It feels surreal, this midnight half-hour speedboat ride through the darkness of the Indian Ocean, but here I am, riding through still black waters, leaving a frothy white wake in the warm seascape.
I’ve left the tiny city of Malé, capital of the Maldives and barely bigger than an airport landing strip. I’m headed for the isolated Club Med resort on Kani, one of the northern atolls of this nation, which is made up of more than a thousand coral islands, rests just south west of Sri Lanka, and is equidistant from Somalia to the west and Singapore to the east.
I’ve come to Club Med Kani to experience its “endless turquoise playground” but also to see what has become of Club Med as it attempts to re-stake its claim within the luxurious world of all-inclusive resorts.
Stepping off the water onto a lamp-lit jetty, I’m handed a warm towel and greeted by a slender Maldivian, the hotel chef de mission, named Barq. After a brief orientation and mild overnight battle with jet lag in my beachside bungalow, it is morning in paradise and I am among guests at an opulent buffet breakfast.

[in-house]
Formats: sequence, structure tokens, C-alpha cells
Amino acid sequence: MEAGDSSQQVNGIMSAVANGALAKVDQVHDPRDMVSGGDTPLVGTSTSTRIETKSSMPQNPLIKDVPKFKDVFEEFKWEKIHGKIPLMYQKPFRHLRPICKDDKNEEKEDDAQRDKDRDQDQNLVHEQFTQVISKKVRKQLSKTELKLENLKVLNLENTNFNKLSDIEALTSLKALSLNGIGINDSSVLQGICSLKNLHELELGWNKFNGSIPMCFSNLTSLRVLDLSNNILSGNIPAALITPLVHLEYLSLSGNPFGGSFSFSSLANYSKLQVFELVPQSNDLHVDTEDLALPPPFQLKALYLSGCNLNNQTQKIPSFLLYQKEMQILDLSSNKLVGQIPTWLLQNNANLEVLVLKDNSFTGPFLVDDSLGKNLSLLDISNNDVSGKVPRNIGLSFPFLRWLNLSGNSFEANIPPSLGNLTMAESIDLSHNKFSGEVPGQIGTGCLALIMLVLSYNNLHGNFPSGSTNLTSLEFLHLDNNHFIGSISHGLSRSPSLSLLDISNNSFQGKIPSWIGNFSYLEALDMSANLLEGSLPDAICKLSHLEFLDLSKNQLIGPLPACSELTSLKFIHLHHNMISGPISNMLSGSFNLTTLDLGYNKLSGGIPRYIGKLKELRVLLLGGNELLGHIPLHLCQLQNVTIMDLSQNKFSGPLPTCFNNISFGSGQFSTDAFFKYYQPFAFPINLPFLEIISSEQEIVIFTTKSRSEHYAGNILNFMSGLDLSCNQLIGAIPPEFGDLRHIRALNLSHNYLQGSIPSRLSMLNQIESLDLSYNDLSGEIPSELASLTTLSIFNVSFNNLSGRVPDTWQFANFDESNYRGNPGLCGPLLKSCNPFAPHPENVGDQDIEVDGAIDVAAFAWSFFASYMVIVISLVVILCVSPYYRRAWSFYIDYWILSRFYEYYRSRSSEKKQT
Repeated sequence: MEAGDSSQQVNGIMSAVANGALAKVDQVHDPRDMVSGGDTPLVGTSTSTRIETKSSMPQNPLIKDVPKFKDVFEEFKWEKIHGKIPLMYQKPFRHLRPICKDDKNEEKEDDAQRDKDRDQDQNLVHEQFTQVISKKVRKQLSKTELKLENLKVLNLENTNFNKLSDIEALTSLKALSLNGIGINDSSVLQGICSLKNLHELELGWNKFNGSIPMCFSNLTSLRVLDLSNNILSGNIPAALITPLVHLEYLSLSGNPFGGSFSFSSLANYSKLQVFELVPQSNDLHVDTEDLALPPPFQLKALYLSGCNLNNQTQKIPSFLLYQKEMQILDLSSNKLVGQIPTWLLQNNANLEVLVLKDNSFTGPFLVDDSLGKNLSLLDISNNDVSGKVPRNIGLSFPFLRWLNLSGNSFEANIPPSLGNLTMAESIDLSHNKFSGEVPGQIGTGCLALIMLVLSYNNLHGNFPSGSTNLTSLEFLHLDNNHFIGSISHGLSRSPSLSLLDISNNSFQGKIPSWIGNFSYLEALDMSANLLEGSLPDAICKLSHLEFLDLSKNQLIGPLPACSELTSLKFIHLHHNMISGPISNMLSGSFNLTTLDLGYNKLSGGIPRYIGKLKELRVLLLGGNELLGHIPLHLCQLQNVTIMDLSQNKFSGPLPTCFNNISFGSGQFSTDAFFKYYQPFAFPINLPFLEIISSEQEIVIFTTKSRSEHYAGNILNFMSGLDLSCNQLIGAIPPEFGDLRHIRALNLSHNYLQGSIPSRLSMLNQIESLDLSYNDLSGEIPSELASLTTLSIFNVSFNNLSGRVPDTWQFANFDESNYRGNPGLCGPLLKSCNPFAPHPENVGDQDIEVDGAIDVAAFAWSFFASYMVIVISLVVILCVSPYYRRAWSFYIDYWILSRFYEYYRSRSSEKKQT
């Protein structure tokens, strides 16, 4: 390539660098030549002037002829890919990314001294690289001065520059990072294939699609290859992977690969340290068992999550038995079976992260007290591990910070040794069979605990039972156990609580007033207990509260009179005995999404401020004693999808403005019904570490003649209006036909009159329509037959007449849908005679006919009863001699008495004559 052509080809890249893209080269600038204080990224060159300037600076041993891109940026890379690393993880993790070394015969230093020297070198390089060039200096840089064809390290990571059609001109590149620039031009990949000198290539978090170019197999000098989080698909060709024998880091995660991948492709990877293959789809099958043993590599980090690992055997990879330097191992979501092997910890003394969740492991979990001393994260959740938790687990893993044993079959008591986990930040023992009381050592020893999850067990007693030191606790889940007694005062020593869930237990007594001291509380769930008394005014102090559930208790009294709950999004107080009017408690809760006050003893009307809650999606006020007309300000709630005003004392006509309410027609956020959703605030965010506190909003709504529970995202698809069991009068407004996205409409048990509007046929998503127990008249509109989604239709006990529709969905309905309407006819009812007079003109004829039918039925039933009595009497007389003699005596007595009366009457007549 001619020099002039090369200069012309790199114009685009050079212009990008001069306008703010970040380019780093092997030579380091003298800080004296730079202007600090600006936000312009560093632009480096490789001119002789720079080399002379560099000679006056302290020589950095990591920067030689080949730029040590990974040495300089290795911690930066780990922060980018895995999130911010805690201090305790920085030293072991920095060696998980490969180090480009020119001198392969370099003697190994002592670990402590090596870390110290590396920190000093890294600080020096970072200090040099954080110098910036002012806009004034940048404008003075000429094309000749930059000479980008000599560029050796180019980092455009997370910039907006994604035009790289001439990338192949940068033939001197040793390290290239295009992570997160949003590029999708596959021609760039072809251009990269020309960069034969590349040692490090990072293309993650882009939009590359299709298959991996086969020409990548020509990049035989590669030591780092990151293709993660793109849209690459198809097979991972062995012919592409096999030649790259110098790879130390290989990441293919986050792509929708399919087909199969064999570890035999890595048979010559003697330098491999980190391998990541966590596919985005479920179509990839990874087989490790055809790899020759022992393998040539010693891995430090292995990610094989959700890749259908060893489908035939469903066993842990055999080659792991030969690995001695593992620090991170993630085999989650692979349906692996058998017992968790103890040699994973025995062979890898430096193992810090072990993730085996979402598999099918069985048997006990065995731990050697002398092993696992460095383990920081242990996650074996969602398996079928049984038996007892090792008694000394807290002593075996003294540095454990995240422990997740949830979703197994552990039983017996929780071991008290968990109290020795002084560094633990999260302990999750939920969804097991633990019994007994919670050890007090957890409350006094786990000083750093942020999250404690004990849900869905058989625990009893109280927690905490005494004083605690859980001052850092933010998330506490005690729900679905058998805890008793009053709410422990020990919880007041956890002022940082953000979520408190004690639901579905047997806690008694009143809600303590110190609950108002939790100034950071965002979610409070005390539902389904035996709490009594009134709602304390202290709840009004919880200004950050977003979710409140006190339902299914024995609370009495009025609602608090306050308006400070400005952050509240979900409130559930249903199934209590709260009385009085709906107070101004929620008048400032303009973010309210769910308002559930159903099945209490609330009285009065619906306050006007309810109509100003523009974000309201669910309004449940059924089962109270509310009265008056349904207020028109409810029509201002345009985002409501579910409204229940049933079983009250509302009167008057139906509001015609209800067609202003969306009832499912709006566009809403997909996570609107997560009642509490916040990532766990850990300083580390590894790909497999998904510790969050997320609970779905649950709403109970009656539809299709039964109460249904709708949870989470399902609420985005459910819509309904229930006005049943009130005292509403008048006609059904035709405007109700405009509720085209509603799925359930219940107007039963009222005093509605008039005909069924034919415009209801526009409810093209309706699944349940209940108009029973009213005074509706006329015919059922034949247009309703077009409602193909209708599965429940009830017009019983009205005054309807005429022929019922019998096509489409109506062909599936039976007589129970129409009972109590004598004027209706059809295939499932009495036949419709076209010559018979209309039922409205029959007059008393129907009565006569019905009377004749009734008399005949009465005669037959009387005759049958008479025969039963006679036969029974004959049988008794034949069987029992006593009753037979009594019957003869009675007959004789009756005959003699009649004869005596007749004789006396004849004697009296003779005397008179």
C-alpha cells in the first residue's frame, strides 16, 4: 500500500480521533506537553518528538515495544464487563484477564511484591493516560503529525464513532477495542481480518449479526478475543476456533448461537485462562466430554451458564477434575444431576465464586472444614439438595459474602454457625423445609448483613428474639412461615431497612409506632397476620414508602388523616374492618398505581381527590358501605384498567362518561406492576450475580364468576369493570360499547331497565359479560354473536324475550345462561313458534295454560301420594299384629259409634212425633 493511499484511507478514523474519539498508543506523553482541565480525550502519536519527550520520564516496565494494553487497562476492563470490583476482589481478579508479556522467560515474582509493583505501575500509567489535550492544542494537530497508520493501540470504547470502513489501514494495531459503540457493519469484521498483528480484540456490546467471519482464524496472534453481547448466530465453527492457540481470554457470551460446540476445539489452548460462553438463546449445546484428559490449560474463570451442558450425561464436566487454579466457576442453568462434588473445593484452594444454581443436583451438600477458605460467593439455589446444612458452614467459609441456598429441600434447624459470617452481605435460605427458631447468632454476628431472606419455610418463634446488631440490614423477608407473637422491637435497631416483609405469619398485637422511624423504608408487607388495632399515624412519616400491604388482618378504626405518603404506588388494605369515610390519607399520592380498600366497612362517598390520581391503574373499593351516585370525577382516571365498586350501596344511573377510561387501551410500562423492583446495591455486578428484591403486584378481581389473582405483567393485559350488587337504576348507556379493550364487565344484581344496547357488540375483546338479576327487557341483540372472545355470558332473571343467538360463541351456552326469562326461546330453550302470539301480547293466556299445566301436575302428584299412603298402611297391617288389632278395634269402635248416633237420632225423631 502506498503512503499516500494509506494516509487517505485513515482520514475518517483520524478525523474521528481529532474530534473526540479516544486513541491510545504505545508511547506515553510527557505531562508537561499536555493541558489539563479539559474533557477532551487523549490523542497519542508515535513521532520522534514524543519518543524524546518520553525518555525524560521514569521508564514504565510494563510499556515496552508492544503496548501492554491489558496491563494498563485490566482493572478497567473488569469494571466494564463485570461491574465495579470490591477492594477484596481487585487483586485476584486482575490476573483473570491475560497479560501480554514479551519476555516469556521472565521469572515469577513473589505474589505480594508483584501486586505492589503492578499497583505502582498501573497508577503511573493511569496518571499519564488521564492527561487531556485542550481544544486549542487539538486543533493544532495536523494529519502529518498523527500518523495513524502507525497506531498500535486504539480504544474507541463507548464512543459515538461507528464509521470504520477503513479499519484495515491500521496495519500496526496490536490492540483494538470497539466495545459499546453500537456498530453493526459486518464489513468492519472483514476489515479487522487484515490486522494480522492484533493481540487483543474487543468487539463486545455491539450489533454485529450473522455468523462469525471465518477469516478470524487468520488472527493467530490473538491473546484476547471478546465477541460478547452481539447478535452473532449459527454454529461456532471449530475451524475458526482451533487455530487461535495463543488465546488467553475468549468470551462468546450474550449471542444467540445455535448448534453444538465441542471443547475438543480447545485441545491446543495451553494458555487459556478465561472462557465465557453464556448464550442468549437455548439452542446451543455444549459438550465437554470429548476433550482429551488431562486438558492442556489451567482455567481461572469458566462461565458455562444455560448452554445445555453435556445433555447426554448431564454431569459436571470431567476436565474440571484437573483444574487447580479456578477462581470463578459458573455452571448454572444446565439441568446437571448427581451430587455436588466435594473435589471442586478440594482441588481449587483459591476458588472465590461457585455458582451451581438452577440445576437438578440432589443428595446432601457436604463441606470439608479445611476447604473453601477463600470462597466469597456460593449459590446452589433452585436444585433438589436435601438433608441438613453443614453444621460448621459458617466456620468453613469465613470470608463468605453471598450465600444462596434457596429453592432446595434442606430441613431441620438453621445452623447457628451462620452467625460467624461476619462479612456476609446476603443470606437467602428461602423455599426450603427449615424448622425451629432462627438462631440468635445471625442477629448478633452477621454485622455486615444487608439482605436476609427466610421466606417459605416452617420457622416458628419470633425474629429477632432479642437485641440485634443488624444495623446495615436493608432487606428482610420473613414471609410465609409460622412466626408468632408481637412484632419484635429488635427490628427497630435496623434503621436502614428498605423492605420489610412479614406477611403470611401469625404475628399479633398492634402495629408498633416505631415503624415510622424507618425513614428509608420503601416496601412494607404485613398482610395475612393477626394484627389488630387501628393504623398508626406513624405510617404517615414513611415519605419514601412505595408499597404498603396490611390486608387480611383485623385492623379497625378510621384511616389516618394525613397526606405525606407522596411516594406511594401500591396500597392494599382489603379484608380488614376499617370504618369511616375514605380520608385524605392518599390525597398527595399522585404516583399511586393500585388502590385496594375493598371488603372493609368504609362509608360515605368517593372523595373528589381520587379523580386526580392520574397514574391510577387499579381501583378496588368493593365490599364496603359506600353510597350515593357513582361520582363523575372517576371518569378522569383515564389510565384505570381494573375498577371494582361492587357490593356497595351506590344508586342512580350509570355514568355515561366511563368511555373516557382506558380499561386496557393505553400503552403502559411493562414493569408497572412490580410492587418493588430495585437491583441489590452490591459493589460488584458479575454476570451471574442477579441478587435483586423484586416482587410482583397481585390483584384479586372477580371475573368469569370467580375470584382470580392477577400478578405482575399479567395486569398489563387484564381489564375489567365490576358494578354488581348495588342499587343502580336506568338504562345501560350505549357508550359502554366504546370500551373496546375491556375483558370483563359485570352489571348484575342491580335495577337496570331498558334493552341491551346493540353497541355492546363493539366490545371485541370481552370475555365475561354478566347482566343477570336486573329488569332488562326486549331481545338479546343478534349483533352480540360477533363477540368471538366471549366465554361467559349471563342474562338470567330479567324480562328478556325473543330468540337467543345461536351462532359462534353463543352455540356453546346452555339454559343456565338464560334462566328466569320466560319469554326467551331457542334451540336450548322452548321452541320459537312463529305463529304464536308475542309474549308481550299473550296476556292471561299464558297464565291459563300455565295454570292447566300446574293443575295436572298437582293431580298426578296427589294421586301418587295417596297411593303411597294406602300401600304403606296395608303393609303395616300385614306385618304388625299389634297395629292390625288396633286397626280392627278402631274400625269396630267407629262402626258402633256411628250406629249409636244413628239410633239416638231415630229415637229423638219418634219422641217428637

The official languages here are the local Dhivehi and English, but more often that not in this place I hear ni hao and bonsoir. It makes perfect sense. This is a destination mostly for Asia and Europe, and it is a French company.
Kani is “paradise reimagined”. It needs to be, too, because there is nowhere to go. There are no gates through which you can enter a cacophonous hawker market. There are no major tourist attractions. You are at the attraction itself. It creates an ideal environment to ponder the big questions, such as whether to have a second dessert, and whether jet skis have anchors.
Kani island is tiny, and while there is no golf course, the resort is manicured to resemble one – almost like a country club.
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Source URL: Google News